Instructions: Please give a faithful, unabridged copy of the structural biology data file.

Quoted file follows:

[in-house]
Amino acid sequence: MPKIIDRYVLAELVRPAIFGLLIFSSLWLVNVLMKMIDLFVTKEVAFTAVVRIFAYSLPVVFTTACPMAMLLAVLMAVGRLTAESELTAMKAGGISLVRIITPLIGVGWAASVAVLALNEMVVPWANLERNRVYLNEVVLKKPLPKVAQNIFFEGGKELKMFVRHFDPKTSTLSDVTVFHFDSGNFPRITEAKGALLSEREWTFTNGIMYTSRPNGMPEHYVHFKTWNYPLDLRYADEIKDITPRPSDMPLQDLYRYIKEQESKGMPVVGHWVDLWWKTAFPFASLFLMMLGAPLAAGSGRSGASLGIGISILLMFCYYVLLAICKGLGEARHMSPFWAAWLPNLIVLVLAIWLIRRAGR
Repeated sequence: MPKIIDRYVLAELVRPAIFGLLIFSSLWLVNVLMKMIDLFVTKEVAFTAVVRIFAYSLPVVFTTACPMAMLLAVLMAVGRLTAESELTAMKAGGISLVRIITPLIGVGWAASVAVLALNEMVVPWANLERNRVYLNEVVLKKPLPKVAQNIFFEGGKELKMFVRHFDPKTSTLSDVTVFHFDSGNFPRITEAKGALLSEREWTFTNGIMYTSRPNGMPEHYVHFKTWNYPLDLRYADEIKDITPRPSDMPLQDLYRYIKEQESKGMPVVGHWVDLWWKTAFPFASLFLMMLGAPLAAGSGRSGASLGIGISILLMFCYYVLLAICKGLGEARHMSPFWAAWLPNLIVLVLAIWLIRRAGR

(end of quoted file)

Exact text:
[in-house]
Amino acid sequence: MPKIIDRYVLAELVRPAIFGLLIFSSLWLVNVLMKMIDLFVTKEVAFTAVVRIFAYSLPVVFTTACPMAMLLAVLMAVGRLTAESELTAMKAGGISLVRIITPLIGVGWAASVAVLALNEMVVPWANLERNRVYLNEVVLKKPLPKVAQNIFFEGGKELKMFVRHFDPKTSTLSDVTVFHFDSGNFPRITEAKGALLSEREWTFTNGIMYTSRPNGMPEHYVHFKTWNYPLDLRYADEIKDITPRPSDMPLQDLYRYIKEQESKGMPVVGHWVDLWWKTAFPFASLFLMMLGAPLAAGSGRSGASLGIGISILLMFCYYVLLAICKGLGEARHMSPFWAAWLPNLIVLVLAIWLIRRAGR
Repeated sequence: MPKIIDRYVLAELVRPAIFGLLIFSSLWLVNVLMKMIDLFVTKEVAFTAVVRIFAYSLPVVFTTACPMAMLLAVLMAVGRLTAESELTAMKAGGISLVRIITPLIGVGWAASVAVLALNEMVVPWANLERNRVYLNEVVLKKPLPKVAQNIFFEGGKELKMFVRHFDPKTSTLSDVTVFHFDSGNFPRITEAKGALLSEREWTFTNGIMYTSRPNGMPEHYVHFKTWNYPLDLRYADEIKDITPRPSDMPLQDLYRYIKEQESKGMPVVGHWVDLWWKTAFPFASLFLMMLGAPLAAGSGRSGASLGIGISILLMFCYYVLLAICKGLGEARHMSPFWAAWLPNLIVLVLAIWLIRRAGR